Academic journal article SKASE Journal of Theoretical Linguistics

The Emotive Meanings and Functions of English 'Diminutive' Interjections in Twitter Posts

Academic journal article SKASE Journal of Theoretical Linguistics

The Emotive Meanings and Functions of English 'Diminutive' Interjections in Twitter Posts

Article excerpt

1. Introduction

Interjections that have the diminutive -y/-ie (or plural (2) -ies) suffix, such as whoopsie, wowie and owie, occur extremely rarely in most written sources. A brief survey of Google Books and online newspapers shows a striking lack of such forms; similarly, a corpus search of the Corpus of Historical American English (COHA; Davies 2010-) or the Corpus of Contemporary American English (COCA; Davies 2008-) on average brings up fewer than five hits per item. However, data from the microblogging service Twitter suggests that 'diminutive' forms of interjections (henceforth DIs) are used not as infrequently in written language as might have been previously thought, as is seen in the following examples in (1) from Twitter (www.twitter.com; emphasis in bold mine):

(1) a. Bosses love it when you show up a half hour late and just say " whoopsie." (accessed 28 April 2014 (3))

b. Wowee I got so much more positive feedback on that iggy thing than I thought like I'm blown away haha (accessed 28 May).

In previous studies of diminutives and interjections, DIs have received little attention. Schneider (2003: 226-227) mentions oh goodie as a diminutive form of an interjection, but concentrates instead on an exhaustive study of synthetic diminutives formed from nouns. Merlini Barbaresi (2000: 324) mentions the -ie suffix as a class-changing feature and gives good -> goody as an example of the suffix creating a DI. DIs have also been mentioned briefly in other research, most often linking DIs to child speech (e.g.,Franck et al. 2010) and jazz jargon (see Hart 1932). Although considerably lower in frequency than their base interjections, the various forms of DIs raise questions regarding their meanings and functions in English tweets posted on Twitter.

In this paper, I focus on English DIs used on Twitter. I endeavor to show how DIs are used as linguistic devices to display emotion in various contexts. DIs often appear as internet slang and humorously or satirically, conveying both positive and negative connotations, which may explain the reason for the exclusion of these features from newspapers and (semi-)formal or scripted speech. For this study, I have included whoopsy, whoopsies, oopsy, oopsies, owie, ouchies and wowie (along with orthographic variants) due to frequency. Some of the DIs I have excluded are, but are not limited to, (oh) dearie (me), (oh) goodie and righty-ho. The main question of this paper aims to fill the gap in the research of DIs by examining the functions and emotive meanings DIs in a corpus of tweets. How are they used on Twitter and what emotions do they display? I do not aim to compare DIs to their non-diminutive forms (NDIs) in this paper except when relevant; rather, I hope that the results may be used for future studies of the suffix and the comparison of DIs and NDIs.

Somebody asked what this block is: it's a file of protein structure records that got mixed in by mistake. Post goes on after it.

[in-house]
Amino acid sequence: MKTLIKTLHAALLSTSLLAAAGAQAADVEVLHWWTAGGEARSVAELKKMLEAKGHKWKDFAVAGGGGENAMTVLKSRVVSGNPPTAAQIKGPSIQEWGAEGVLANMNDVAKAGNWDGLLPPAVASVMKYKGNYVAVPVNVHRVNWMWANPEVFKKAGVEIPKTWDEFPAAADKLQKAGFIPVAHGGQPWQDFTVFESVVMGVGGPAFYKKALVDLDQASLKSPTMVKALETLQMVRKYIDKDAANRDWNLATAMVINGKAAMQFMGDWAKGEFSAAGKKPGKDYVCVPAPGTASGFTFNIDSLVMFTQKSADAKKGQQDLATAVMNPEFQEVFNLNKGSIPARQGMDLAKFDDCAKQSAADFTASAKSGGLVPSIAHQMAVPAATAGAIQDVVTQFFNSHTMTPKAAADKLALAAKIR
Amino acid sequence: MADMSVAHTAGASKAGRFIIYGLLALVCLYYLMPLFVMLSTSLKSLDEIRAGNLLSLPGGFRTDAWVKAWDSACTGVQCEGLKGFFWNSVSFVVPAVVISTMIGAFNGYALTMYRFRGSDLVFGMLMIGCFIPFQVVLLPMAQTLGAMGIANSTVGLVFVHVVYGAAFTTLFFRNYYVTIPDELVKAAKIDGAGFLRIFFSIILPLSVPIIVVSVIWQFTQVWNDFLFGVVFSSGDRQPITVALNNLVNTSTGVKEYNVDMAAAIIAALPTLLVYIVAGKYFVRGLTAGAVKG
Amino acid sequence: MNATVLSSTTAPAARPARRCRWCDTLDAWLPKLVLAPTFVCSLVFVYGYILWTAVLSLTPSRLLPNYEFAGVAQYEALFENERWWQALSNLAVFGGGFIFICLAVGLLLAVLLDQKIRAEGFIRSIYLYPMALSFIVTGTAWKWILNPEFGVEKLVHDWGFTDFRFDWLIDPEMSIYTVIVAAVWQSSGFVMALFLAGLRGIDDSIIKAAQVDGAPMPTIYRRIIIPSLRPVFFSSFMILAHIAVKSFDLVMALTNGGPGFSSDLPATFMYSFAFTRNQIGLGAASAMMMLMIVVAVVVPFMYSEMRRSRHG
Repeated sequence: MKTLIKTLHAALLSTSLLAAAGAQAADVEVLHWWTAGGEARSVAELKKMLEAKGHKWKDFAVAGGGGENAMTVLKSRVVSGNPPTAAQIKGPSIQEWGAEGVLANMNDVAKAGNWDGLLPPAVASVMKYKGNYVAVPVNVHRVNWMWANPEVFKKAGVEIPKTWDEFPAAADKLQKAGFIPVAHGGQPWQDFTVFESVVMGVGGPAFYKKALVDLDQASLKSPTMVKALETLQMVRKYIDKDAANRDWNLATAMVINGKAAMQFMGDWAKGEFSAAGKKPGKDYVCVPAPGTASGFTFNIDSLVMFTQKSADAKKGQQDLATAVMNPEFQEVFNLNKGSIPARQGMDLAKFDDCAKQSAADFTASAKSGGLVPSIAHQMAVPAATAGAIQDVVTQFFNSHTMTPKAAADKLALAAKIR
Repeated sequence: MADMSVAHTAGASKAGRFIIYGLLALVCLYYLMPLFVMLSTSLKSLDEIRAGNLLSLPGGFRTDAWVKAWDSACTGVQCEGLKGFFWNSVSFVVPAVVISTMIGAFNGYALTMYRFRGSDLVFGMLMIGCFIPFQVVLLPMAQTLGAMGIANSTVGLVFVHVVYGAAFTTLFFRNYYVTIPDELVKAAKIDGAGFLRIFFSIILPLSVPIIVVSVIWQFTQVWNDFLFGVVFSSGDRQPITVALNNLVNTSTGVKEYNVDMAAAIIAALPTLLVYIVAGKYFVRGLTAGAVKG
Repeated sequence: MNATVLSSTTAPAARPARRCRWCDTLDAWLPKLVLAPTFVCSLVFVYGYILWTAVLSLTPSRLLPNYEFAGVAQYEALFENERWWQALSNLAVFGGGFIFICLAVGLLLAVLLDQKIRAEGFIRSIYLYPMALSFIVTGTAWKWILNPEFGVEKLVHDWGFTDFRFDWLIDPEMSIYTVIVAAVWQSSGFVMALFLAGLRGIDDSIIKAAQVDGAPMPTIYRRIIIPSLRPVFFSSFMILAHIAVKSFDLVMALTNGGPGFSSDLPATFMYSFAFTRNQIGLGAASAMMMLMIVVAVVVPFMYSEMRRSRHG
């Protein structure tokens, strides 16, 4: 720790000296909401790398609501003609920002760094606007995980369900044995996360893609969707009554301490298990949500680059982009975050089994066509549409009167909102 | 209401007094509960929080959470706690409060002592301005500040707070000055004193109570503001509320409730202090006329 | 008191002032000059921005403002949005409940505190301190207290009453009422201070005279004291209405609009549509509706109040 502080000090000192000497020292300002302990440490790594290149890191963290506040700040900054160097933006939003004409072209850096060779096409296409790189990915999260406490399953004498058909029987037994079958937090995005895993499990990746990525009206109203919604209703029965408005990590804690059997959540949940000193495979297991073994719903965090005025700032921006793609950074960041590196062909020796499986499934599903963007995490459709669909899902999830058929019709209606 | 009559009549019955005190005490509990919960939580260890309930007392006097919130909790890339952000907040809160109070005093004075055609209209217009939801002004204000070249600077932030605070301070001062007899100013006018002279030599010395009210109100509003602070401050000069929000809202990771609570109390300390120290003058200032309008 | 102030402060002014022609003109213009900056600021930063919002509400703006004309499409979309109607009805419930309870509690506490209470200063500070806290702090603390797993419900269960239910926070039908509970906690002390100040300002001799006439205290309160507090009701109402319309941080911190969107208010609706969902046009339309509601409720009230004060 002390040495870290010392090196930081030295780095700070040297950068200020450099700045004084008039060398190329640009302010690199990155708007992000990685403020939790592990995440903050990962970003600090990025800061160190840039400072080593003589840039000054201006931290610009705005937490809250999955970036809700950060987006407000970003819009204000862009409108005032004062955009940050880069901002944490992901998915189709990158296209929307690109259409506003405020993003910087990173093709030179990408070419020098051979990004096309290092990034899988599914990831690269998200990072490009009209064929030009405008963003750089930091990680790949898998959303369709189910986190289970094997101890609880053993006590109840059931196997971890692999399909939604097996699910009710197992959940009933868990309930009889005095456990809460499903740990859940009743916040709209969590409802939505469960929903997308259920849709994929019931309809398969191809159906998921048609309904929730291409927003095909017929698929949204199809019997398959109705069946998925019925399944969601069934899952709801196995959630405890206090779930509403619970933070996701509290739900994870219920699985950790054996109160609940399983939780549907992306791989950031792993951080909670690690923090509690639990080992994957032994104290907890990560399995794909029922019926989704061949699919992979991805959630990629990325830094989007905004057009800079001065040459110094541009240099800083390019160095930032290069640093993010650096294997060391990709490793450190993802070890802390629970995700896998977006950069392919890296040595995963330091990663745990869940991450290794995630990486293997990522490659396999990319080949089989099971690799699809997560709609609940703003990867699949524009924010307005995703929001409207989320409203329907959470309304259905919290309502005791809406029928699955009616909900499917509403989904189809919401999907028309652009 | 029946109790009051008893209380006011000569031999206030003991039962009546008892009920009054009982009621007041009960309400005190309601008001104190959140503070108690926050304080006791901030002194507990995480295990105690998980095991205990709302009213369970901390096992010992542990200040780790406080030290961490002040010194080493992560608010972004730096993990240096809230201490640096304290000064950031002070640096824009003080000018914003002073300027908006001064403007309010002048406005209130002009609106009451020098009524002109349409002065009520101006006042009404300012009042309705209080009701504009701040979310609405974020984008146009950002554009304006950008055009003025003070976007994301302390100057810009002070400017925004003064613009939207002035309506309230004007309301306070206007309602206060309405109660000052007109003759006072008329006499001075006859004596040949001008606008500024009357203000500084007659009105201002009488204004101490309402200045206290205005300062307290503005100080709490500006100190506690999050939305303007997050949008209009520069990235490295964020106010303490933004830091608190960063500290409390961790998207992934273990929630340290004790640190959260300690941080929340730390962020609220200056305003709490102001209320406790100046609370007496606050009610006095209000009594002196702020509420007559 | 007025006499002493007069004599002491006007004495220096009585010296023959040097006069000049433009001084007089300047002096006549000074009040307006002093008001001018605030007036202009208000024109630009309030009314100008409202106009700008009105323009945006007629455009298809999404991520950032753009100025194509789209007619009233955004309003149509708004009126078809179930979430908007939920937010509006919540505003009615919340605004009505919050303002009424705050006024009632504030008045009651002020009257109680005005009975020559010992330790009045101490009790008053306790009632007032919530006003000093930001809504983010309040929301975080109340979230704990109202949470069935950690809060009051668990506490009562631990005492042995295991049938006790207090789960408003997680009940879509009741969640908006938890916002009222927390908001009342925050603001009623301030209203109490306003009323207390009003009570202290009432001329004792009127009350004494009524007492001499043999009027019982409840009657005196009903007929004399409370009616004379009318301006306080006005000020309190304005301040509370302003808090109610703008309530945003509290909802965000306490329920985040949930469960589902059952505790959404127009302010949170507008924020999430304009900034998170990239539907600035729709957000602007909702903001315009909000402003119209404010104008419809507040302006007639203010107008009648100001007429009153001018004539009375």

The paper, thus, is divided as follows: following the introduction, I provide a background discussion of diminutives and interjections in general. In section 3, the paper discusses Twitter as a form of public conversation, which is followed by methodology in section 4. Section 5 presents quantitative results, while section 6 analyzes the data through a qualitative approach of specific DI meanings, particularly within their humorous, (semi-) serious and negative contexts. In section 7 I include some final considerations regarding DINDI forms. Section 8 ends the paper with concluding remarks.

2. What do we know about DIs?

DIs are formed from two main parts: the base interjection (e.g.,wow, whoops) and the diminutive suffix (e.g.,-y/-ie), which I take up in turn in 2.1, 2.2 and summarize in 2.3.

2.1 Interjections

Interjections have been defined in various ways (see Ameka 1992 and Gehweiler 2010 for more in-depth overviews); for example, Ameka (1992: 106) writes that "interjections are relatively conventionalised vocal gestures (or more generally, linguistic gestures) which express a speaker's mental state, action or attitude or reaction to a situation. …

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